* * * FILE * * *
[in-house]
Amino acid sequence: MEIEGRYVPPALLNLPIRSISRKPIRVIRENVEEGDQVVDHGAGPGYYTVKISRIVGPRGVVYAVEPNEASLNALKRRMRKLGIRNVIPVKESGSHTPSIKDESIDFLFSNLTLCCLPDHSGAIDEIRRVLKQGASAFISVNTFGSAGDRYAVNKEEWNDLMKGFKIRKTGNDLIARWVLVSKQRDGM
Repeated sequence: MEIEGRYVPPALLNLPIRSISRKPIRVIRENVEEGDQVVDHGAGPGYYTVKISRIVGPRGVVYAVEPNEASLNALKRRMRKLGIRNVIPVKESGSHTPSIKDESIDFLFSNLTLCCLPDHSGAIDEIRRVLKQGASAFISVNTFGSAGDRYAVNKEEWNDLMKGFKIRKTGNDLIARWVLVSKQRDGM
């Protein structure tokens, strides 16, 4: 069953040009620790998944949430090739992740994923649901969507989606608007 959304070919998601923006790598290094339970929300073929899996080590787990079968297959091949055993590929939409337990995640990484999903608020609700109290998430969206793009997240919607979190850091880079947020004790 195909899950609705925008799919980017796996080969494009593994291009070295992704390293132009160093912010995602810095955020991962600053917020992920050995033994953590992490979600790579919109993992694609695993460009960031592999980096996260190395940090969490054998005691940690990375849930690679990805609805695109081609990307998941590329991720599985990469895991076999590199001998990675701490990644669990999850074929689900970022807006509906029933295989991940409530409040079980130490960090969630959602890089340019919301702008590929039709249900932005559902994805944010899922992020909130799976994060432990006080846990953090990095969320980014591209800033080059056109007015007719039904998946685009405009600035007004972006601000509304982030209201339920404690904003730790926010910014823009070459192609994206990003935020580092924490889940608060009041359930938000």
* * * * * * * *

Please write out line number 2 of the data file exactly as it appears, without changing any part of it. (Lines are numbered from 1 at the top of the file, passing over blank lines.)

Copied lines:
Amino acid sequence: MEIEGRYVPPALLNLPIRSISRKPIRVIRENVEEGDQVVDHGAGPGYYTVKISRIVGPRGVVYAVEPNEASLNALKRRMRKLGIRNVIPVKESGSHTPSIKDESIDFLFSNLTLCCLPDHSGAIDEIRRVLKQGASAFISVNTFGSAGDRYAVNKEEWNDLMKGFKIRKTGNDLIARWVLVSKQRDGM